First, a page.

Nearly a century ago in Paris, the world premiere of Stravinsky’s ballet “The Rite of Spring” with the Ballet Russes was met with such an intense riot that the performance had to be stopped in an attempt to quell the uproar. The extreme chaos and newness inherent to the music and the accompanying dance incited the outrage of the conservative audience. However, decades later, the brilliance of Stravinsky and the choreographer of the Ballet Russes, Sergei Diaghilev, revealed itself, drastically changing the course of ballet and classical music.
On Saturday night, the Harvard Dance Program performed a collection a dances honoring the centennial of the Ballet Russes in “Viewpointe 9: Rite of Passage.” The pieces, all inspired by the works associated with the Ballet Russes era, were expertly executed and enjoyable to watch. However, what the performance lacked was the true essence of the Ballet Russes—a sense of innovation and originality that pushes the limits of what ballet can be and inspires new understanding of artistic creation.
The four vastly different dances were choreographed by various professionals and undergraduate students and centered on an eclectic array of wonderfully conceived music. Overall, the musical choices were exceptional, and the artists deserve enormous credit for their dedication to the demanding and sometimes arrhythmic choreography.
The first piece, choreographed by Elizabeth Weil Bergmann and composed by Jody Diamond, featured the distinctly Indonesian sound of the gamelan. The piece began with the eerie resonance of the gamelan instruments vacillating between two notes. The Indonesian-inspired dance was divided into an opening and four subsequent parts strikingly offset by the change in colors of the background. The combination of the skillfully composed gamelan music and visually appealing dancing influenced by South Asian traditions coalesced beautifully together. Some of the dancing, however, seemed to lack the effortless flow and clear-cut motion that is required of such a piece.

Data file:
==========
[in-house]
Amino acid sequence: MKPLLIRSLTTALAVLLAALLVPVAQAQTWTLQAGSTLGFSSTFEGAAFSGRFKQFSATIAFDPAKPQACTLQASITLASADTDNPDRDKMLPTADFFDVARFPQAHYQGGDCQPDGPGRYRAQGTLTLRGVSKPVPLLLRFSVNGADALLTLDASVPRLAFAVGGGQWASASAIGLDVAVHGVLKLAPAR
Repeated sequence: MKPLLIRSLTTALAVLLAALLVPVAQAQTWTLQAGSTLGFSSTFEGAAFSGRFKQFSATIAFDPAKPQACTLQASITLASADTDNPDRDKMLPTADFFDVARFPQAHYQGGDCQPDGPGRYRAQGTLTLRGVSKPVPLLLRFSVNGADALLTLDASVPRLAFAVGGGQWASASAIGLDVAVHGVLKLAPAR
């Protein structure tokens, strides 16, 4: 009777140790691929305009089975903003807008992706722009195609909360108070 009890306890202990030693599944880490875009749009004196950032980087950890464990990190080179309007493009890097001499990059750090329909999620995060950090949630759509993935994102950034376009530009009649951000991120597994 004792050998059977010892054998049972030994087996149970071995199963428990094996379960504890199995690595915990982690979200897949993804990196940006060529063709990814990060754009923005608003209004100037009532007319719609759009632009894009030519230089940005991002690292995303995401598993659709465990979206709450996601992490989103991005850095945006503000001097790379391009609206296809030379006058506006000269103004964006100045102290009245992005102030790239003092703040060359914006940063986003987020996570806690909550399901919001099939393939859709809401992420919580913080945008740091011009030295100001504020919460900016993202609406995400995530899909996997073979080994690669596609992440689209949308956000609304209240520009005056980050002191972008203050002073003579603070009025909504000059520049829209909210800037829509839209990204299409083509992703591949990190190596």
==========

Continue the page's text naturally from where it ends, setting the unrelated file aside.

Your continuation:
The much-anticipated United States premiere of “The Rite of Spring” choreographed by Jaime Blanc, one of the most highly regarded dancers in Mexico, was by no stretch of the imagination the supposed highlight of the evening’s performance. The dance was performed to the original music of Stravinsky and revolved around the same themes of pagan rituals and rebirth that inspired the original. Because of the unusual rhythms and dissonance of the piece, the tribal motions of the dancers were quite stunning. As a whole, the performers executed the half-hour long piece with the upmost precision and professionalism, never faltering for a second in their amount of energy and the care given to each move. In particular, the performance by Kristin E.I. Aune ’03—the “chosen” character—was truly remarkable. Using her body with the upmost precision, she successfully conveyed the essence of her part.
While the technique of the dancers was exquisite, a fresher and bolder adaptation of the original ballet would have better served as celebration of the Ballet Russes. Although the choreography did at times add its own creative flair—with the passionate scenes depicting two ancestors fighting over the fate of the “chosen one” or the possessed movements of the pagan tribe as they come in contact with powerful ancestors—it seemed to rely heavily on the movements and themes of the original “Rite of Spring” performance. The artistic vision and purpose of Blanc’s arrangement was effectively portrayed but simply lacked the daring of the original ballet.
The second piece of the performance, entitled “Anomie,” was the hidden gem of the entire performance. The music was a piano piece written by César Franck and featured some professionally trained dancers and other undergraduates. The piece, choreographed by Claudia F. Schreier ’08, focused on various leg movements and lifts by performers Puanani H. Brown ’12, James C. Fuller ’10, Amanda C. Lynch ’10, Kevin Shee ’11, and Elizabeth C. Walker ’11. The interplay between the bodies of the two male dancers and three female dancers throughout the performance created an overall elegance and grace comparable to that of any professional company.
When Diaghilev was asked about the ensuing riot some 90 years ago, he allegedly stated that it was just what he wanted. On Saturday night, the Harvard Dance Program attempted to put on a show centered on the “spirit of the Ballet Russes,” a spirit Diaghilev’s words truly encompass. The show was skillfully performed and the combination of traditional ballet movements with modern interpretations set to such brilliantly scored music made the evening very entertaining. Perhaps a more interesting way of paying tribute to the influence of the Ballet Russes, though, would have been to apply the words of Diaghilev, to put on a show purposefully designed to stretch the mental constructs of ballet and dance.